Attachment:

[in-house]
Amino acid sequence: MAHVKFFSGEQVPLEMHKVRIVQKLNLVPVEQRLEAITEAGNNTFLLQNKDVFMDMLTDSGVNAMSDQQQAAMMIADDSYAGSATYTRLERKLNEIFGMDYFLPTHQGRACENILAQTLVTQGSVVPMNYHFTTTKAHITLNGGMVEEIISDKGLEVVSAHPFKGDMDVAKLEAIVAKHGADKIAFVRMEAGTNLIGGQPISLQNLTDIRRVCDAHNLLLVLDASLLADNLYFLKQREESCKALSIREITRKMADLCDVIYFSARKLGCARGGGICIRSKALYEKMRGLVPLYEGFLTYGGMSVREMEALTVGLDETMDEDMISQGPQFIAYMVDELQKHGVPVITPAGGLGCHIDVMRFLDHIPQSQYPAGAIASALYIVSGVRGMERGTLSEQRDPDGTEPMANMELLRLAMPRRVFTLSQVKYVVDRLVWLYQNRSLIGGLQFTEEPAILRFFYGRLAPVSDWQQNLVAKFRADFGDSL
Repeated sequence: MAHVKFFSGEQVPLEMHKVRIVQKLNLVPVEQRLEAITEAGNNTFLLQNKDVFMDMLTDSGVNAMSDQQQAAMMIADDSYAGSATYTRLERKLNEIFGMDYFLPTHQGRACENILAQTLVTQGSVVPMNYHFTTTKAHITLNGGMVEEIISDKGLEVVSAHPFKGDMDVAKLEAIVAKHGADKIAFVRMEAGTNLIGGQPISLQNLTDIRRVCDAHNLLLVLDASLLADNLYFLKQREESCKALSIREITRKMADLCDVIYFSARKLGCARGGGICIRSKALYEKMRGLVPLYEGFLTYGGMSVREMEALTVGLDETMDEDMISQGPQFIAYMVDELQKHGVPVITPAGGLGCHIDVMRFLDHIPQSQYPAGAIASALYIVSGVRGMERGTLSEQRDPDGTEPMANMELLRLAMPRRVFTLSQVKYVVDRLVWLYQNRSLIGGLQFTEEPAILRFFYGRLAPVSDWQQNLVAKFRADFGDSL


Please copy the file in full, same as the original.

[in-house]
Amino acid sequence: MAHVKFFSGEQVPLEMHKVRIVQKLNLVPVEQRLEAITEAGNNTFLLQNKDVFMDMLTDSGVNAMSDQQQAAMMIADDSYAGSATYTRLERKLNEIFGMDYFLPTHQGRACENILAQTLVTQGSVVPMNYHFTTTKAHITLNGGMVEEIISDKGLEVVSAHPFKGDMDVAKLEAIVAKHGADKIAFVRMEAGTNLIGGQPISLQNLTDIRRVCDAHNLLLVLDASLLADNLYFLKQREESCKALSIREITRKMADLCDVIYFSARKLGCARGGGICIRSKALYEKMRGLVPLYEGFLTYGGMSVREMEALTVGLDETMDEDMISQGPQFIAYMVDELQKHGVPVITPAGGLGCHIDVMRFLDHIPQSQYPAGAIASALYIVSGVRGMERGTLSEQRDPDGTEPMANMELLRLAMPRRVFTLSQVKYVVDRLVWLYQNRSLIGGLQFTEEPAILRFFYGRLAPVSDWQQNLVAKFRADFGDSL
Repeated sequence: MAHVKFFSGEQVPLEMHKVRIVQKLNLVPVEQRLEAITEAGNNTFLLQNKDVFMDMLTDSGVNAMSDQQQAAMMIADDSYAGSATYTRLERKLNEIFGMDYFLPTHQGRACENILAQTLVTQGSVVPMNYHFTTTKAHITLNGGMVEEIISDKGLEVVSAHPFKGDMDVAKLEAIVAKHGADKIAFVRMEAGTNLIGGQPISLQNLTDIRRVCDAHNLLLVLDASLLADNLYFLKQREESCKALSIREITRKMADLCDVIYFSARKLGCARGGGICIRSKALYEKMRGLVPLYEGFLTYGGMSVREMEALTVGLDETMDEDMISQGPQFIAYMVDELQKHGVPVITPAGGLGCHIDVMRFLDHIPQSQYPAGAIASALYIVSGVRGMERGTLSEQRDPDGTEPMANMELLRLAMPRRVFTLSQVKYVVDRLVWLYQNRSLIGGLQFTEEPAILRFFYGRLAPVSDWQQNLVAKFRADFGDSL